Natural gas prices in Europe and Asia pressed higher last week, topping multi-month highs and continuing a bull run that has persisted for much of the spring.
In Europe, prompt prices notched their third straight week of gains. The Title Transfer Facility contract broke through $9.00/MMBtu and closed well beyond that mark most of the week. The National Balancing Point was stable at over $9 and pressed higher throughout the week as Japan-Korea Marker (JKM) futures did too.
Fundamentals have remained largely unchanged, with colder-than-normal weather, record high carbon prices and weak pipeline imports driving demand in Europe. Strong spot buying and supply outages from Australia to the United States are also pushing up prices in Asia. Spot JKM prices held strong and finished last week above $10.
European storage inventories are around 32% of capacity, or 28% below the five-year average. Pipeline imports to the continent have remained low this spring. Last week, Norwegian maintenance further curbed pipeline flows, while Russia has continued to limit its deliveries to the continent despite higher prices as it looks to keep supply pressure on the market while it finishes work on the controversial Nord Stream 2 pipeline.
“With pipe imports more likely to seasonally decline through the summer rather than increase, it will likely take materially higher LNG imports if storage is to refill into the five-year range,” said analysts at Tudor, Pickering, Holt & Co (TPH).
They added, however, that the continent appears to be normalizing and coming closer to seasonal baselines after weeks of high natural gas demand. European gas consumption for May, TPH said, has averaged 33 Bcf/d, or just above the 31 Bcf/d norm for this time of year.
“With storage depleted and supply uncertain, summer injection demand will remain a priority, forcing natural gas prices to rise to allow for higher coal-fired generation, hence freeing up gas supply for injection,” said Schneider Electric analyst Balint Balazs.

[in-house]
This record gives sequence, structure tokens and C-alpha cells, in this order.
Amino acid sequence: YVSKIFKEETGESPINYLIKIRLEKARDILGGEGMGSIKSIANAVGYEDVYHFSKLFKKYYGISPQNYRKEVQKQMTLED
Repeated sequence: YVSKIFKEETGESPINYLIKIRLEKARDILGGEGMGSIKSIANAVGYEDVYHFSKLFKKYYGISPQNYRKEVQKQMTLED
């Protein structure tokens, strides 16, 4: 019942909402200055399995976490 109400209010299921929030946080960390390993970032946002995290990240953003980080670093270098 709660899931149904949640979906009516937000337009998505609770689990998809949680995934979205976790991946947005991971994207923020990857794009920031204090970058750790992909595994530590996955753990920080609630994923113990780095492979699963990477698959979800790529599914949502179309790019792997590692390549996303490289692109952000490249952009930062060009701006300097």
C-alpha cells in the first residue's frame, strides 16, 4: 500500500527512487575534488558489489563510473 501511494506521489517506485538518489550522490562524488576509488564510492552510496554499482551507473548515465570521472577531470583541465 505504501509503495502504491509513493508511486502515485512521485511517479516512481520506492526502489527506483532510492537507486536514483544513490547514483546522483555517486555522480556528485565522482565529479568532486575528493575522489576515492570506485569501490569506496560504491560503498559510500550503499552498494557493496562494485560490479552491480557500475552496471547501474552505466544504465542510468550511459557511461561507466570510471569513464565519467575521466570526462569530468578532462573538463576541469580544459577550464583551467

As demand remained steady, natural gas deliveries to U.S. LNG export terminals were down most of last week as the third train at Cameron LNG was taken offline for maintenance and a lightning strike that caused a power surge at Freeport LNG knocked the facility offline for several hours Wednesday. Wood Mackenzie analyst Amir Rejvani also noted in a note to clients that feed gas deliveries to Sabine Pass decreased Thursday for possible maintenance, but those volumes had ticked back up by Friday. Feed gas nominations are expected to climb higher this week now that the issues have been resolved and Cameron maintenance has concluded.
In the shipping sector, the tight global gas market created one of the busiest chartering months in the history of the LNG freight market, according to Braemar ACM. The shipbroker said about 60 fixtures occurred during April as charterers looked to secure vessels amid an unseasonable jump in prices.
Average LNG spot charter rates during April for 174,000 cubic foot dual-fuel LNG tankers were up 57% month/month to $58,875/day, Braemar said.
“The surge in rates appears to be a function of uncharacteristically high gas prices in both the Far East and especially Europe, which in turn are subject to low storage levels and recovering demand, particularly in China,” Braemar analysts said.
Meanwhile, Brent crude futures finished with a week-on-week loss Friday as the Colonial Pipeline restarted in the United States limiting the outage’s impact to near-term prices. Rising Covid-19 case counts in India are also renewing concerns about the global economic recovery. Ports in eastern India have reportedly declared force majeure, but LNG terminals have not been impacted. Even still, the country’s spot LNG buying has declined amid the virus outbreak and higher prices.
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